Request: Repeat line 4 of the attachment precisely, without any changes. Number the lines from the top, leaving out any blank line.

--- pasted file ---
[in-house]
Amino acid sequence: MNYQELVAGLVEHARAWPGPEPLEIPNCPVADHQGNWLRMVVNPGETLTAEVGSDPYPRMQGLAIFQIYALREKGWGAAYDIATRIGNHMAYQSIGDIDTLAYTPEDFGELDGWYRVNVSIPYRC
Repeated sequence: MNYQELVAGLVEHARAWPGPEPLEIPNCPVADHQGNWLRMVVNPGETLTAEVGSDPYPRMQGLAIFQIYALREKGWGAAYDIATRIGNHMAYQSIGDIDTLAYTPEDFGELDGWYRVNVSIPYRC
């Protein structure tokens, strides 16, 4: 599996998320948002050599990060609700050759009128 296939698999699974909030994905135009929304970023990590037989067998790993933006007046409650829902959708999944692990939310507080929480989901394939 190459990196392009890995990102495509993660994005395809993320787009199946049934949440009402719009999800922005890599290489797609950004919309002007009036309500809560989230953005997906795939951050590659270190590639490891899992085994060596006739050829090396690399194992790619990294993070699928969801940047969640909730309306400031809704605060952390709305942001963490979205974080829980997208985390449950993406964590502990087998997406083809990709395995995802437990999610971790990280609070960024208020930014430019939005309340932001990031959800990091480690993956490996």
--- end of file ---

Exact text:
């Protein structure tokens, strides 16, 4: 599996998320948002050599990060609700050759009128 296939698999699974909030994905135009929304970023990590037989067998790993933006007046409650829902959708999944692990939310507080929480989901394939 190459990196392009890995990102495509993660994005395809993320787009199946049934949440009402719009999800922005890599290489797609950004919309002007009036309500809560989230953005997906795939951050590659270190590639490891899992085994060596006739050829090396690399194992790619990294993070699928969801940047969640909730309306400031809704605060952390709305942001963490979205974080829980997208985390449950993406964590502990087998997406083809990709395995995802437990999610971790990280609070960024208020930014430019939005309340932001990031959800990091480690993956490996």